The public participation in online crowdfunding for public protests related to the Freedom Convoy taking place in Canada continues to be hit with roadblocks and is becoming a further threat to free expression and the right to protest.
After first having GoFundMe temporarily block the release of some of the funds that Canadians have donated to help support the livelihoods of the truckers taking place in the demonstration, GoFundMe began to pay out the funds, with the first payment of $1M in Canadian dollars being released, the campaign organizer tweeted on Friday.
However, the campaign has raised more than $7.3 million in Canadian dollars and those funds could now be at risk of being seized by the local government if some politicians get their way.
Mathieu Fleury, the Ottawa City Councillor of Rideau-Vanier Ward, has today announced his support for the government to launch a legal challenge to seize the remaining GoFundMe donations that had been collected online.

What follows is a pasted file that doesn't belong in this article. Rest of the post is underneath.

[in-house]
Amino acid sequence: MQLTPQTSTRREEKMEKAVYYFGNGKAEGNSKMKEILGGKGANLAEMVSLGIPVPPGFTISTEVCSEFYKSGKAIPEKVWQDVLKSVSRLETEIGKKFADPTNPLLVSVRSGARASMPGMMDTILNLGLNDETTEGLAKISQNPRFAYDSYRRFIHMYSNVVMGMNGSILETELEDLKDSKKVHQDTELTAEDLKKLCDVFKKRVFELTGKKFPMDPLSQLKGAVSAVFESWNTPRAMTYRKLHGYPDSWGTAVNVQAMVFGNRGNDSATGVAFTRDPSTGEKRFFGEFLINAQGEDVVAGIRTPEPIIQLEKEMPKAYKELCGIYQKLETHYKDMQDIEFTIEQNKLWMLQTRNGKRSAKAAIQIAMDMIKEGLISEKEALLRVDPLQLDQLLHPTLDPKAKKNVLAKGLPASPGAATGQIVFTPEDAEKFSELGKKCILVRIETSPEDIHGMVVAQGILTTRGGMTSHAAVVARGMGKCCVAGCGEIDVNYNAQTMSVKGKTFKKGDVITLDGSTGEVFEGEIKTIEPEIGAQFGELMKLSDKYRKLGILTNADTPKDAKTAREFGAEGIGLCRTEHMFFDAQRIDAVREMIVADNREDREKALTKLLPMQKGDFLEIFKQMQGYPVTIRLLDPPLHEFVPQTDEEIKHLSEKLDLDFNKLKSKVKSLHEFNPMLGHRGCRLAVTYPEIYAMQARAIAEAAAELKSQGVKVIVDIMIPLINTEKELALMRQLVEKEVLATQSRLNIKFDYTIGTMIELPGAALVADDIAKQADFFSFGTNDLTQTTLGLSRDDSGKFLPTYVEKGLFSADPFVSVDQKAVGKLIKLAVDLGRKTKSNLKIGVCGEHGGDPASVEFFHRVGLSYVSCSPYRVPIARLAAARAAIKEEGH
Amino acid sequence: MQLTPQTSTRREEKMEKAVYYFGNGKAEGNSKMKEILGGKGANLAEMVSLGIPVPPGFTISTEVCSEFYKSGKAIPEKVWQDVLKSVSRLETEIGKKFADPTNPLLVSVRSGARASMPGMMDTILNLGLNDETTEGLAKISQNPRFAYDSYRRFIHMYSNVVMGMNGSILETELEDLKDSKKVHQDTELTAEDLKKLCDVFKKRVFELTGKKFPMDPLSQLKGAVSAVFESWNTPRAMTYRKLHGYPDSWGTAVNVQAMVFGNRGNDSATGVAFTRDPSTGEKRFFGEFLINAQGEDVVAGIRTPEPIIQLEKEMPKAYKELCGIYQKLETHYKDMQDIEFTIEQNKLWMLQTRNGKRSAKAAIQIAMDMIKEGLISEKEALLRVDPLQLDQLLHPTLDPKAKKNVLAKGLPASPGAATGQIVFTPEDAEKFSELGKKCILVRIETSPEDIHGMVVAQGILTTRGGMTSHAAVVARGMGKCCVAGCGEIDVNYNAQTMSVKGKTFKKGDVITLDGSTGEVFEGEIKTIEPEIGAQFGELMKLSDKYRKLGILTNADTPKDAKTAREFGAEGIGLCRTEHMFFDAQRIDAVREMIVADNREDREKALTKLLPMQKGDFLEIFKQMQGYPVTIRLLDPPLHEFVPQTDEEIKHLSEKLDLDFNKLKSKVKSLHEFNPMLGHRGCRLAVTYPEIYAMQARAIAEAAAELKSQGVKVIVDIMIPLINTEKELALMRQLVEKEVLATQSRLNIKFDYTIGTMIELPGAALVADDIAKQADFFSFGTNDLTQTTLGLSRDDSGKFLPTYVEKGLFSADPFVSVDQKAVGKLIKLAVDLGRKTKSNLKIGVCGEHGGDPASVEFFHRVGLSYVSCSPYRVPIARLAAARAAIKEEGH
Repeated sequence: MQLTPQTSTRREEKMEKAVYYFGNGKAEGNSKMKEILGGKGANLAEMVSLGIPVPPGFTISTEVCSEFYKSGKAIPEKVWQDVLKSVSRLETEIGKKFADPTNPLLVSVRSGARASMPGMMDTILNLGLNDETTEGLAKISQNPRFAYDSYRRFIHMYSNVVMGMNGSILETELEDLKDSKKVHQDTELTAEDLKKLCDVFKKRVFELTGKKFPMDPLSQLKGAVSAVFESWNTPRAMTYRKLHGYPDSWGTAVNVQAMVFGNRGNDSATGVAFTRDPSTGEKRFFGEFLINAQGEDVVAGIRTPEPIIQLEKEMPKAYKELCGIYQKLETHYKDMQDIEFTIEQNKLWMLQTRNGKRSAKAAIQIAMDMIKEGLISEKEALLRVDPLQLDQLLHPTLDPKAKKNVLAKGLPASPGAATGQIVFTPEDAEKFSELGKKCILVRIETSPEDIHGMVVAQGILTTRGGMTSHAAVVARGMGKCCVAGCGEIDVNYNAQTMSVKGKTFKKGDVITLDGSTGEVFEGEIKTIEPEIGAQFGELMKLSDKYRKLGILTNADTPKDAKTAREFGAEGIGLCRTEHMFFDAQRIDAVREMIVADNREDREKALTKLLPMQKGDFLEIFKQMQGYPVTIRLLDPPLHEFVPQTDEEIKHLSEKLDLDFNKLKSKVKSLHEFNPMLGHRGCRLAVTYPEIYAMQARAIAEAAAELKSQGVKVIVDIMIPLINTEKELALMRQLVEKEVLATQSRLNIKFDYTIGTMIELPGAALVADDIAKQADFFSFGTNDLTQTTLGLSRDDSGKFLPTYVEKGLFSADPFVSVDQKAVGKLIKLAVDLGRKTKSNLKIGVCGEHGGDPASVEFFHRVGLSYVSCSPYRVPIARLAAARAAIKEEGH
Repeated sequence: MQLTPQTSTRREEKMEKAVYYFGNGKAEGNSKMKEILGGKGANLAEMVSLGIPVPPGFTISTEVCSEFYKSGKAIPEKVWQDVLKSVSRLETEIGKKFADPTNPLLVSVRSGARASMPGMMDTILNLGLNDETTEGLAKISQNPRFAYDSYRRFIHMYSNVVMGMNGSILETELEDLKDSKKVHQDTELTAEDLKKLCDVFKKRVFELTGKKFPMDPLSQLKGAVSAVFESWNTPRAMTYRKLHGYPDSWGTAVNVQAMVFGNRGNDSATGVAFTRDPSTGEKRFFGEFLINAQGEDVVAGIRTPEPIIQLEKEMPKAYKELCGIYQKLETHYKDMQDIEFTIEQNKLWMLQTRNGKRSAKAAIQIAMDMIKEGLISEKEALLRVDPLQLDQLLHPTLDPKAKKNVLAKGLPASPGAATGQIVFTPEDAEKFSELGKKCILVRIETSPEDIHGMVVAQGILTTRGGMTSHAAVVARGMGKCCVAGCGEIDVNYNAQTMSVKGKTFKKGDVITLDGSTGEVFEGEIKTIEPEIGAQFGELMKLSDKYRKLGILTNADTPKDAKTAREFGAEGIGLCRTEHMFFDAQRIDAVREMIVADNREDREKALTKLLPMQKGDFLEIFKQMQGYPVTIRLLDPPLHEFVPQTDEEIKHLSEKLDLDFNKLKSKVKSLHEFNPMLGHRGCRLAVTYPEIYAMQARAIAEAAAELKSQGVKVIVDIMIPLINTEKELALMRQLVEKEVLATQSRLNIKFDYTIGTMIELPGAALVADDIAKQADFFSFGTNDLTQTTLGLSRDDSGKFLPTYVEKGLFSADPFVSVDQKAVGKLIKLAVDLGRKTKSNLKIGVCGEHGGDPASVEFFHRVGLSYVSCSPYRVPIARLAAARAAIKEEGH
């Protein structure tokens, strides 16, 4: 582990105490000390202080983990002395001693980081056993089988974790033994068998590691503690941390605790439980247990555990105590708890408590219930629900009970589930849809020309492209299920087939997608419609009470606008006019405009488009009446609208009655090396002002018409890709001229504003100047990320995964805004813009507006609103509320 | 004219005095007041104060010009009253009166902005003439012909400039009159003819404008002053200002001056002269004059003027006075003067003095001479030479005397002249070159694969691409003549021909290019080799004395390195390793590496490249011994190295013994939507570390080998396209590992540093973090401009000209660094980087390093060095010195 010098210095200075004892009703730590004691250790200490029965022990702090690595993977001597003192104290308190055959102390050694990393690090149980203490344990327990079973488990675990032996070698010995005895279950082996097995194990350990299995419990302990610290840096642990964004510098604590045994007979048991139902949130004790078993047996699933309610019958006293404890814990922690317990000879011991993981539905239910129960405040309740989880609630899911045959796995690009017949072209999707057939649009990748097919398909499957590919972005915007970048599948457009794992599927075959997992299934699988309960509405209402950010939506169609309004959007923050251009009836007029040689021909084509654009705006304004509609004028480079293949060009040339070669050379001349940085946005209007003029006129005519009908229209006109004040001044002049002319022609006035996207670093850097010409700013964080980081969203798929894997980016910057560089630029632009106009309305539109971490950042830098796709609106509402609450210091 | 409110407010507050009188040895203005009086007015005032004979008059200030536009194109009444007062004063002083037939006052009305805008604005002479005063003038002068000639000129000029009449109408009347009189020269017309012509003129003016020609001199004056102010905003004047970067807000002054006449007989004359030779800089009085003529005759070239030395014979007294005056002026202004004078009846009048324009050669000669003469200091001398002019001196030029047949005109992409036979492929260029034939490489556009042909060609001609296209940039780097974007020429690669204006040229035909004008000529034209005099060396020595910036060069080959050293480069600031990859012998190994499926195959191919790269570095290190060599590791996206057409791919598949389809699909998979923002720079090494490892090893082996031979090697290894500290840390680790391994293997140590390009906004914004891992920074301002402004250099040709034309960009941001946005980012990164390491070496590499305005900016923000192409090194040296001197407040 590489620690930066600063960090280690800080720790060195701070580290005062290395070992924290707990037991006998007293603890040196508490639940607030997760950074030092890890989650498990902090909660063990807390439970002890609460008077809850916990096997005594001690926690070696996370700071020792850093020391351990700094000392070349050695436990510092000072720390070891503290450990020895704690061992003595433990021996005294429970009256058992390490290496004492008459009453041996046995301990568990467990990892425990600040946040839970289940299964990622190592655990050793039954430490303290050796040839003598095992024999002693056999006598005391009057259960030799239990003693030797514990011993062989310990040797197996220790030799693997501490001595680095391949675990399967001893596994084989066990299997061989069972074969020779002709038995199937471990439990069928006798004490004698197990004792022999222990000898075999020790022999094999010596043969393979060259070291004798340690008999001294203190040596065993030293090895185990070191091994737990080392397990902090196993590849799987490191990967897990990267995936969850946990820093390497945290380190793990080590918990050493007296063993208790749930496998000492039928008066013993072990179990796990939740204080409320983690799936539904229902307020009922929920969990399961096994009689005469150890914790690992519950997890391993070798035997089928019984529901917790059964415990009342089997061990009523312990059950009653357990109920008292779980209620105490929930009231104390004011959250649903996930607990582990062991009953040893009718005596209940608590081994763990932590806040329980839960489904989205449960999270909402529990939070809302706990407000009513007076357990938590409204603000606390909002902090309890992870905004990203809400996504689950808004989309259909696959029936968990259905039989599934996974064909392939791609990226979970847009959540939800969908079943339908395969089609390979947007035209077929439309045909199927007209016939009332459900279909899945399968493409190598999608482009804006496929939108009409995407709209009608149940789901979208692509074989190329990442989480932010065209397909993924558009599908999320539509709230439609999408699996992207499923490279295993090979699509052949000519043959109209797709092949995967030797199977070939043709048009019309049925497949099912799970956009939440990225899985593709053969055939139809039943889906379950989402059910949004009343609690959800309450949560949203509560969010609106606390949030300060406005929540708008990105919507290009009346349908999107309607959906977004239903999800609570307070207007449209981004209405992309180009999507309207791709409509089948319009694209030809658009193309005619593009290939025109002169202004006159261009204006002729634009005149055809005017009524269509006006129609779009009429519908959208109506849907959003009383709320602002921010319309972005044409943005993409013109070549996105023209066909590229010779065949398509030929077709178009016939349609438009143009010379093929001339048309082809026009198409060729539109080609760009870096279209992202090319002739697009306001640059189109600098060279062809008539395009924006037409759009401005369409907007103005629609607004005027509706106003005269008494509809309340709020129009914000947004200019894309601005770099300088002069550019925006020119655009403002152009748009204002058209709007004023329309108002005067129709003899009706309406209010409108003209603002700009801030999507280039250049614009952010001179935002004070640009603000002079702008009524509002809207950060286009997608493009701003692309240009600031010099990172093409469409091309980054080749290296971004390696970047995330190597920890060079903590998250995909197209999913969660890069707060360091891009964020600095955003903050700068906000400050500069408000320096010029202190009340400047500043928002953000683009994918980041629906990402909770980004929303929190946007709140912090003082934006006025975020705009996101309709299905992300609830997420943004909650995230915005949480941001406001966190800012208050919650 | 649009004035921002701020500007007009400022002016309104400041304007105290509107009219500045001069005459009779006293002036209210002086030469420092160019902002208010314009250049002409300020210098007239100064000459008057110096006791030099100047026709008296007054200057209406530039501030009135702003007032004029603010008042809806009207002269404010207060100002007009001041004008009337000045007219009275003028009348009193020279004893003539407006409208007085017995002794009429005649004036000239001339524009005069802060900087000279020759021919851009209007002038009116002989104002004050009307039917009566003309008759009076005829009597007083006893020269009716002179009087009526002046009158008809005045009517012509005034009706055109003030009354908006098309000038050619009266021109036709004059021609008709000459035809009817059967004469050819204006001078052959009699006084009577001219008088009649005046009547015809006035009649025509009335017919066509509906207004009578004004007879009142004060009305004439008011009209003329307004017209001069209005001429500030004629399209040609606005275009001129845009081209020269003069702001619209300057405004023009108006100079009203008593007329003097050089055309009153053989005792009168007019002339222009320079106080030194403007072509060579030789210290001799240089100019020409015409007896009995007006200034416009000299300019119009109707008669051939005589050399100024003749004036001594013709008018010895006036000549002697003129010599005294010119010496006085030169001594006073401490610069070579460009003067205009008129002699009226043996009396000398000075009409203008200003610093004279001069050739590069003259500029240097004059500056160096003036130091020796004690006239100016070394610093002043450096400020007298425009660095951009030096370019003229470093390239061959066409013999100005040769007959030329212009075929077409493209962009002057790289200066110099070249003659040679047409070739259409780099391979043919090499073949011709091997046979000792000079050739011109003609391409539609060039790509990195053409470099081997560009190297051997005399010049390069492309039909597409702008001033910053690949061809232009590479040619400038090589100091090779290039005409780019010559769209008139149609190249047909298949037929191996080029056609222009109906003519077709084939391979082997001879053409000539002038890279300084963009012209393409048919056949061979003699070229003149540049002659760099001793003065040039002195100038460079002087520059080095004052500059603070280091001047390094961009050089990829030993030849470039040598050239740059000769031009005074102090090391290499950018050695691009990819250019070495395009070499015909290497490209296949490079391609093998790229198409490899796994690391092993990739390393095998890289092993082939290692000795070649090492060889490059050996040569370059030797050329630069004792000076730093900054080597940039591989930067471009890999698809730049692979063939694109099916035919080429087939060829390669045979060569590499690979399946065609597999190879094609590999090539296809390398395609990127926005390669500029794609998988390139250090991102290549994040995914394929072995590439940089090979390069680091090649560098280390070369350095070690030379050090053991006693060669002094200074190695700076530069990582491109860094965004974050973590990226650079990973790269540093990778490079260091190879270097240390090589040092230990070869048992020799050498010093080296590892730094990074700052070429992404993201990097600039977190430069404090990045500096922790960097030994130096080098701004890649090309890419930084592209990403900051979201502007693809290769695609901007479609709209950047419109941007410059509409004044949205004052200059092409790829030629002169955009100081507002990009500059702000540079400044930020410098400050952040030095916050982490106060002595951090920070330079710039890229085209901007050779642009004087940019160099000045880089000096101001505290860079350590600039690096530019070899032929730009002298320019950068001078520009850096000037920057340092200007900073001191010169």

“This morning, I have asked the city manager and city solicitor to immediately launch court proceedings targeting the millions of dollars in funds frozen by @GoFundMe so Ottawa taxpayers are not left holding the bag for these protests,” Fleury tweeted, before locking his account after facing backlash.
He showed his letter to the city manager, announcing the request.
The email reads:
“I want to voice my support for the notion of City initiating actions against the GoFundme funds to cover City expenses from incidents from the protests. (Police costs, businesses and residents for clean-up, promotion for our City, and messaging to support downtown residents, and funds for local groups who were victimized over the weekend) Please advise on actions we can and will take.”
Online fundraising for civil liberties causes is becoming an increasing challenge as the platforms themselves, the payment processors, and even hostile government action continue to hamper attempts to fundraise for causes.